Levi's Stadium Intel Gate entrance empty, shot from a height
The San Francisco 49ers celebrate 10 years at Levi's Stadium's by launching “49ers Cares About Santa Clara,” an initiative to look at how the organization has helped its surrounding community. Photo by B. Sakura Cannestra.

For a decade, the 49ers have worked to help uplift the community surrounding the city the team calls home.

In an effort to recognize that work, they’re celebrating Levi’s Stadium’s 10th anniversary by launching “49ers Cares About Santa Clara,” an initiative to publicly show how the 49ers Foundation, team and stadium have affected the surrounding community — especially the team’s philanthropic support.

Ellie Caple, 49ers spokesperson, said community support is an important part of the 49ers’ legacy and is a “top down” priority of the team’s owners, the York family. She added that the 49ers have the largest NFL foundation, which speaks to the team’s goals of giving back to the community.

“We have always made it a priority across the many branches of the organization to ensure that we continue to contribute to this community that is hosting the stadium,” Caple told San José Spotlight. “We felt that it was important to log all of that in one place to tell the complete picture.”

A few of the programs highlighted on the site include the 49ers STEM Leadership Institute, to give Santa Clara middle and high school students STEM academic engagement, skills training and leadership opportunities. So far, the 49ers have contributed $11 million to the program.

Another form of support is through the 49ers’ annual pledge of $250,000 to causes throughout Santa Clara for the stadium’s lifetime. Of this year’s $250,000, as part of the Levi’s Stadium naming rights deal, $100,000 has gone to the Santa Clara Swim Club and $50,000 has gone to the Bill Wilson Center, a nonprofit supporting local youth and families.

Amanda Pease, president of the swim club’s board of directors, said this money comes at a perfect time. The George F. Haines International Swim Center, where the team typically practices, has been closed since January and the club had to find enough pool space to accommodate its swim team practices and swim lessons.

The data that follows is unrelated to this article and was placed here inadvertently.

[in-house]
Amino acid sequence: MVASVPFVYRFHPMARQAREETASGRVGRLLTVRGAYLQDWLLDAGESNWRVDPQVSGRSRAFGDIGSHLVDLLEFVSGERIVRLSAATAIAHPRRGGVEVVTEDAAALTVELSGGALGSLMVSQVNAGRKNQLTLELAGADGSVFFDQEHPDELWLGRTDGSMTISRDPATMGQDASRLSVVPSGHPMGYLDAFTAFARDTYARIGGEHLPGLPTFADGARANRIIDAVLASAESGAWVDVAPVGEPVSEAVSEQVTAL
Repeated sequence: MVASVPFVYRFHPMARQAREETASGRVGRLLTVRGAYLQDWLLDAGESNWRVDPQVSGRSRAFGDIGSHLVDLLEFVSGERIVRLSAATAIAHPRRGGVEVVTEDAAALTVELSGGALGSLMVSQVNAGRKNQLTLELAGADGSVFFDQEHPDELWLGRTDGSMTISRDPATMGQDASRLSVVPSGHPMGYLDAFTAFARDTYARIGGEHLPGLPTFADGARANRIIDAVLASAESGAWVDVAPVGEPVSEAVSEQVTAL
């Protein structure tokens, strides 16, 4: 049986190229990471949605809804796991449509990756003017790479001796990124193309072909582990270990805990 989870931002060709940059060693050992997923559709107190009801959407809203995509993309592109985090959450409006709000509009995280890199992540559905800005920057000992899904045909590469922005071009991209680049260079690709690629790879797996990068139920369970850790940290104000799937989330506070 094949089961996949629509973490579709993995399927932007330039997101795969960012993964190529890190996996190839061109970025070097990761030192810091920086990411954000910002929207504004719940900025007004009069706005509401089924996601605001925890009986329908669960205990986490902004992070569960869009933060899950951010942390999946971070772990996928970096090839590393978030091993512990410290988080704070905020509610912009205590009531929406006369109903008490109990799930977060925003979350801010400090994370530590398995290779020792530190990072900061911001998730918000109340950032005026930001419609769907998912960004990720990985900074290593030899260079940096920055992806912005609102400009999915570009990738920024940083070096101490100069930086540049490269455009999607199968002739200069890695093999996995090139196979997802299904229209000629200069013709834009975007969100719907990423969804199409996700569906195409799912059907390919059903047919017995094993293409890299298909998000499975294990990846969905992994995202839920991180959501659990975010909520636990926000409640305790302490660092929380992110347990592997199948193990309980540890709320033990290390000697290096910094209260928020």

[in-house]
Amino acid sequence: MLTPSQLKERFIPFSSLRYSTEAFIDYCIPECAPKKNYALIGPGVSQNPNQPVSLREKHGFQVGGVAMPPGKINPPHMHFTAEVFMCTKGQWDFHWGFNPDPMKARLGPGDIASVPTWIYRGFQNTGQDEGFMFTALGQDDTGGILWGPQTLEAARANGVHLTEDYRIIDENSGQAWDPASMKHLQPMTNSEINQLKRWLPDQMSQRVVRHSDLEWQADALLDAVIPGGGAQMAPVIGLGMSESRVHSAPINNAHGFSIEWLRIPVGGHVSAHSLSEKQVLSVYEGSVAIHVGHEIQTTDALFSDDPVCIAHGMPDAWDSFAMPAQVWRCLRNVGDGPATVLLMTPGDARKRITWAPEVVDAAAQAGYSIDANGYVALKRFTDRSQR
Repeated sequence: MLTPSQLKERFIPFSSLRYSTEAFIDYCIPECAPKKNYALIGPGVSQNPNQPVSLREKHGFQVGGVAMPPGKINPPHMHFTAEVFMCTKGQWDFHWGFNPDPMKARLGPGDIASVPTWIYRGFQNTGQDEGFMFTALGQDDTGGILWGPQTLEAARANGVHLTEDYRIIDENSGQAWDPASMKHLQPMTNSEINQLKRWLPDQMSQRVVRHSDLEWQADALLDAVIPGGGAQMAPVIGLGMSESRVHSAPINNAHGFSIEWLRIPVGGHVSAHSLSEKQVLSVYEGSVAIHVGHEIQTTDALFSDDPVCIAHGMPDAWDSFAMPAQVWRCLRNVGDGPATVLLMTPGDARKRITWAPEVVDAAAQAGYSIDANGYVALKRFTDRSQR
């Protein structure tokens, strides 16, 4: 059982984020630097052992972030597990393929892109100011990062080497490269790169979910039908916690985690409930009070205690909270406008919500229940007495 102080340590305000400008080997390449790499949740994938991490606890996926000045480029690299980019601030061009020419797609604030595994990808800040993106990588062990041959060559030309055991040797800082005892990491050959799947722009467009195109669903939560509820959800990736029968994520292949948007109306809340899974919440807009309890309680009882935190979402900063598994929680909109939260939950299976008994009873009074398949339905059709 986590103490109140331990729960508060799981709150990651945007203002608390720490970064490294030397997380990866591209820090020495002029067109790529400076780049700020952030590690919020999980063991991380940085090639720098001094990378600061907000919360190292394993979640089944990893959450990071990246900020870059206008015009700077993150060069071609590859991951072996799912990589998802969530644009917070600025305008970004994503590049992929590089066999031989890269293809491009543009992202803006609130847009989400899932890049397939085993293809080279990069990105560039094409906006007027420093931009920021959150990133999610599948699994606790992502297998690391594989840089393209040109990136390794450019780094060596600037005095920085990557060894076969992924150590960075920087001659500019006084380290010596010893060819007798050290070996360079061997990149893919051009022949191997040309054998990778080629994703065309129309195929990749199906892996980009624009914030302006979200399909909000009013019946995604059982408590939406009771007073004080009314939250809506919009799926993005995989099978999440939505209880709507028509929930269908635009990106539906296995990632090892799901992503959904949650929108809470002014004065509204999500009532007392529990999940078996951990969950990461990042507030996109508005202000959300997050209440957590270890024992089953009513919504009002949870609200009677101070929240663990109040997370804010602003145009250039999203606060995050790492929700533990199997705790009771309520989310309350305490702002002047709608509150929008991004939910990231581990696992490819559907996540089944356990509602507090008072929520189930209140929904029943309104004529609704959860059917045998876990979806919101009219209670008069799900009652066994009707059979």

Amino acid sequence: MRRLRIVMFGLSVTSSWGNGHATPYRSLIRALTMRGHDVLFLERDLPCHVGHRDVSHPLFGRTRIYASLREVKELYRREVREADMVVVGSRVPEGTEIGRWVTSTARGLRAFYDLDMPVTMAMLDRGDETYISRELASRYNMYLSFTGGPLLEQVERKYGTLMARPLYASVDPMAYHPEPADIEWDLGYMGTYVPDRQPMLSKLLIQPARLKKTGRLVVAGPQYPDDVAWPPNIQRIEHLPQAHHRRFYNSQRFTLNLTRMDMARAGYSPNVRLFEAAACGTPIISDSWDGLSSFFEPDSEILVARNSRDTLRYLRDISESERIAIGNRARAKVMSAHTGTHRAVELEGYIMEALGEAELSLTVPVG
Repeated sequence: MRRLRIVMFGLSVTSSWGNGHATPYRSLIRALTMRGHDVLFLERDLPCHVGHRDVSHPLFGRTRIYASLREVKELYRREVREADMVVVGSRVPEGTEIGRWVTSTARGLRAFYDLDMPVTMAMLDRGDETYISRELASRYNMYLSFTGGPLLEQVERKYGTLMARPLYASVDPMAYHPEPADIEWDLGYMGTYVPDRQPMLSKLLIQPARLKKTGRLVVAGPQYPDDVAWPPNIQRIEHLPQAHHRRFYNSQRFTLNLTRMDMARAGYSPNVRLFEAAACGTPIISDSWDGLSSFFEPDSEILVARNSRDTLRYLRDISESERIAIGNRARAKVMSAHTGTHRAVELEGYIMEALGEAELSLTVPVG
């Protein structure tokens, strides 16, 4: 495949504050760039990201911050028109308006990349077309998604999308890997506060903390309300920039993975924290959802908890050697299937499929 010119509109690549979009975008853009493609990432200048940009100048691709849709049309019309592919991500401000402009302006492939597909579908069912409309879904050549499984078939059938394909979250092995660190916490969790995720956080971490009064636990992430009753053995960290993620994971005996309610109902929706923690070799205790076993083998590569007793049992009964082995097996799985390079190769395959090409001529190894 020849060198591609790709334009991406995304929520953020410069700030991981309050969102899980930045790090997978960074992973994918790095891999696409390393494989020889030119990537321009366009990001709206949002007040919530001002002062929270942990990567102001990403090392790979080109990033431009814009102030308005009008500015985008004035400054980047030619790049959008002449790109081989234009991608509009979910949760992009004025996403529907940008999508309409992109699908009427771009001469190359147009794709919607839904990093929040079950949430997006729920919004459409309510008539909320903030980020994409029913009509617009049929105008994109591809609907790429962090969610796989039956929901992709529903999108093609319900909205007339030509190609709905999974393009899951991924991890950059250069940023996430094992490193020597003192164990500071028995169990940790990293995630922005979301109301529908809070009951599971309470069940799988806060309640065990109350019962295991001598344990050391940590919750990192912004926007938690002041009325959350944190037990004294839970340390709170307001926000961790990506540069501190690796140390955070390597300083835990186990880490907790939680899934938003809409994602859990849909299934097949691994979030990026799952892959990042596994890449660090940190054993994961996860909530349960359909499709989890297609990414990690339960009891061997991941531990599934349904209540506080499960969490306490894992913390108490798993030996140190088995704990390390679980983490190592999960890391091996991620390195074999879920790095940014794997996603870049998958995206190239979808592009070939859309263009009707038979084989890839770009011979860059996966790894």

The club used to pay up to $150,000 annually for the swim center, Pease said. Now, they pay $60,000 to $80,000 every month to use other local pools, which has left the club drowning financially.

“I would love to say that the 49ers money, that grant, is going to go to something super awesome, but it’s basically going to go to just paying for a month and a half of pool fees,” Pease told San José Spotlight. “It would be great if it could go somewhere else.”

Pease added that rebuilding the swim center will go further in supporting the future of aquatic sports in the community than just supporting the club. They teamed up with Santa Clara Diving and Santa Clara Artistic Swimming to create the Silicon Valley Aquatics Foundation, which she said is working on getting 501(c)(3) status to help raise funds to rebuild the swim center.

The Bill Wilson Center has partnered with the 49ers many times in the last decade, according to Chief Community Resources Officer Pilar Furlong. The $50,000 grant from the team will go toward supporting the center’s core programming, including its shelter for homeless youth. She added that over the years, the 49ers have helped families and children get game tickets and attend training camps.

She said the center is grateful for their continued partnership and is looking forward to other opportunities to participate in future events, such as Super Bowl 60 and FIFA World Cup matches planned for 2026.

“It’s in our community, but it’s their community also, that’s where they have their stadium and play their home games,” Furlong told San José Spotlight. “I think that is very telling in a good way that they want to support the community where they are.”

For the past few years, the team has had a rocky relationship with Santa Clara, marred by disputes over stadium management, late night noise curfews and financial management. The city and 49ers reached a settlement in their last outstanding lawsuit earlier this year, largely over public safety costs.

Caple said the settled lawsuit is unrelated to the new initiative, since the 10th anniversary was happening anyway, but that they’re looking forward to potential opportunities to partner with the city.

“While we are excited on launching this new chapter with the city staff and city government, our commitment to this community has never wavered,” she told San José Spotlight. “As much as we hear from the city about their needs, we’re also hearing from the community about their needs, and that’s really the focus of the 49ers.”

Contact B. Sakura Cannestra at [email protected] or @SakuCannestra on X, formerly known as Twitter.

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